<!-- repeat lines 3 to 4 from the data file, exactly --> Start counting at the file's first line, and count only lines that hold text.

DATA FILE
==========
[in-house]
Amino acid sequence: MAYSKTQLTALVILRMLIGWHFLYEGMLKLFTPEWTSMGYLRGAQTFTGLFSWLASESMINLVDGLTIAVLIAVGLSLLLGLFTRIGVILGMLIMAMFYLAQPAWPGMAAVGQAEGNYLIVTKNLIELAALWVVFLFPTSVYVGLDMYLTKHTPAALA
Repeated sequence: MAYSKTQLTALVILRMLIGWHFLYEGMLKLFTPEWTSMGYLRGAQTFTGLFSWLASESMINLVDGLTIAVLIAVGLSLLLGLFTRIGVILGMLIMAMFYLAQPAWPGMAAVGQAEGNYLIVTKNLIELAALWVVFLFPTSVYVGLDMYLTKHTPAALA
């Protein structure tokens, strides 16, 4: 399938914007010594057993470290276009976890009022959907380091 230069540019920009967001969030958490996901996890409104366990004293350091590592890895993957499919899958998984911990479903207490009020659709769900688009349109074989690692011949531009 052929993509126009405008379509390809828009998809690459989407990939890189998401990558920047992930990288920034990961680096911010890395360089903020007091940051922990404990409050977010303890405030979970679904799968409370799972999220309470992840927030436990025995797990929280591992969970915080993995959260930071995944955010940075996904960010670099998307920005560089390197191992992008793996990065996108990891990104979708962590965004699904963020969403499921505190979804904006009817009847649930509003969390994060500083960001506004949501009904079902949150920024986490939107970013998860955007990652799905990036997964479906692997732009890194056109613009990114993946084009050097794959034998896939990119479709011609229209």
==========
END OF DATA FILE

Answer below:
Repeated sequence: MAYSKTQLTALVILRMLIGWHFLYEGMLKLFTPEWTSMGYLRGAQTFTGLFSWLASESMINLVDGLTIAVLIAVGLSLLLGLFTRIGVILGMLIMAMFYLAQPAWPGMAAVGQAEGNYLIVTKNLIELAALWVVFLFPTSVYVGLDMYLTKHTPAALA
């Protein structure tokens, strides 16, 4: 399938914007010594057993470290276009976890009022959907380091 230069540019920009967001969030958490996901996890409104366990004293350091590592890895993957499919899958998984911990479903207490009020659709769900688009349109074989690692011949531009 052929993509126009405008379509390809828009998809690459989407990939890189998401990558920047992930990288920034990961680096911010890395360089903020007091940051922990404990409050977010303890405030979970679904799968409370799972999220309470992840927030436990025995797990929280591992969970915080993995959260930071995944955010940075996904960010670099998307920005560089390197191992992008793996990065996108990891990104979708962590965004699904963020969403499921505190979804904006009817009847649930509003969390994060500083960001506004949501009904079902949150920024986490939107970013998860955007990652799905990036997964479906692997732009890194056109613009990114993946084009050097794959034998896939990119479709011609229209």